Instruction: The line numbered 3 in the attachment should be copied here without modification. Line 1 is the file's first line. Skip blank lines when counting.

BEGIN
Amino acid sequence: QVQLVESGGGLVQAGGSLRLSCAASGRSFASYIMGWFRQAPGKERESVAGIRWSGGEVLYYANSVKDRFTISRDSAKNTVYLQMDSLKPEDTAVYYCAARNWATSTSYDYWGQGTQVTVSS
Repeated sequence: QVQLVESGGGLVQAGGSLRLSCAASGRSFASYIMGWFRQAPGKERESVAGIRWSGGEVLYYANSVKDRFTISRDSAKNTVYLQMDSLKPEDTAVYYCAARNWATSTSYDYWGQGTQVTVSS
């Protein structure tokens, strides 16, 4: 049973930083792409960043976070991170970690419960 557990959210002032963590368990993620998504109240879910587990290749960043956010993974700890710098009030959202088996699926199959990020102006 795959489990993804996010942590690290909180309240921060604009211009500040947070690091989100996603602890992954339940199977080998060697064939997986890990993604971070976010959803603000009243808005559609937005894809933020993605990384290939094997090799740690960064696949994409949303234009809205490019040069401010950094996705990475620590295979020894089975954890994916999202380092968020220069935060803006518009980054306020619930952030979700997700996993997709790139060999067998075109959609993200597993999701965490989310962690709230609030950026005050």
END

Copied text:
């Protein structure tokens, strides 16, 4: 049973930083792409960043976070991170970690419960 557990959210002032963590368990993620998504109240879910587990290749960043956010993974700890710098009030959202088996699926199959990020102006 795959489990993804996010942590690290909180309240921060604009211009500040947070690091989100996603602890992954339940199977080998060697064939997986890990993604971070976010959803603000009243808005559609937005894809933020993605990384290939094997090799740690960064696949994409949303234009809205490019040069401010950094996705990475620590295979020894089975954890994916999202380092968020220069935060803006518009980054306020619930952030979700997700996993997709790139060999067998075109959609993200597993999701965490989310962690709230609030950026005050």